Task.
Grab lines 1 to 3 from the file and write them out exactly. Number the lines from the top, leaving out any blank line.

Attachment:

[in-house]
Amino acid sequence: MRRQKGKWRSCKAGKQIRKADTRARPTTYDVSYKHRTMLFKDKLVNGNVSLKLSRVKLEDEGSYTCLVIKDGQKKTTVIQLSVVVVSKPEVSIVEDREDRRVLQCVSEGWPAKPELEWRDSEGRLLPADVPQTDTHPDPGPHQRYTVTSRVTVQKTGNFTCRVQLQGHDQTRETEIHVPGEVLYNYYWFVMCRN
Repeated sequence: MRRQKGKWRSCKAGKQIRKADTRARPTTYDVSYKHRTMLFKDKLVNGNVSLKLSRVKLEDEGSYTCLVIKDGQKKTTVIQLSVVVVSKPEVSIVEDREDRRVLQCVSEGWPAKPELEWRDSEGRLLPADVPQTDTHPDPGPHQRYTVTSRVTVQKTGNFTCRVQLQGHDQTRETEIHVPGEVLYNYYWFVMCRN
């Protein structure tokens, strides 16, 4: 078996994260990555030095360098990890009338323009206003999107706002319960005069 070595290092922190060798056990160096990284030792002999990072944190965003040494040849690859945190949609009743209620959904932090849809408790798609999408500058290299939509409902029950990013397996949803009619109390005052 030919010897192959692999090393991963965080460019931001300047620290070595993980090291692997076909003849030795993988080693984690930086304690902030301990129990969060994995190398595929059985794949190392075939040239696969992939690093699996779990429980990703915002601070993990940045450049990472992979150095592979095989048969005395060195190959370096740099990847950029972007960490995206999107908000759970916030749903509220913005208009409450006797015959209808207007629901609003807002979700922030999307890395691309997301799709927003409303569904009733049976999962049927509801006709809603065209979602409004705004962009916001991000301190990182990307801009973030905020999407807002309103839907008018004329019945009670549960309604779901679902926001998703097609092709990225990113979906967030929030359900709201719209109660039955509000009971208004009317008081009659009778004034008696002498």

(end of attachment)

[in-house]
Amino acid sequence: MRRQKGKWRSCKAGKQIRKADTRARPTTYDVSYKHRTMLFKDKLVNGNVSLKLSRVKLEDEGSYTCLVIKDGQKKTTVIQLSVVVVSKPEVSIVEDREDRRVLQCVSEGWPAKPELEWRDSEGRLLPADVPQTDTHPDPGPHQRYTVTSRVTVQKTGNFTCRVQLQGHDQTRETEIHVPGEVLYNYYWFVMCRN
Repeated sequence: MRRQKGKWRSCKAGKQIRKADTRARPTTYDVSYKHRTMLFKDKLVNGNVSLKLSRVKLEDEGSYTCLVIKDGQKKTTVIQLSVVVVSKPEVSIVEDREDRRVLQCVSEGWPAKPELEWRDSEGRLLPADVPQTDTHPDPGPHQRYTVTSRVTVQKTGNFTCRVQLQGHDQTRETEIHVPGEVLYNYYWFVMCRN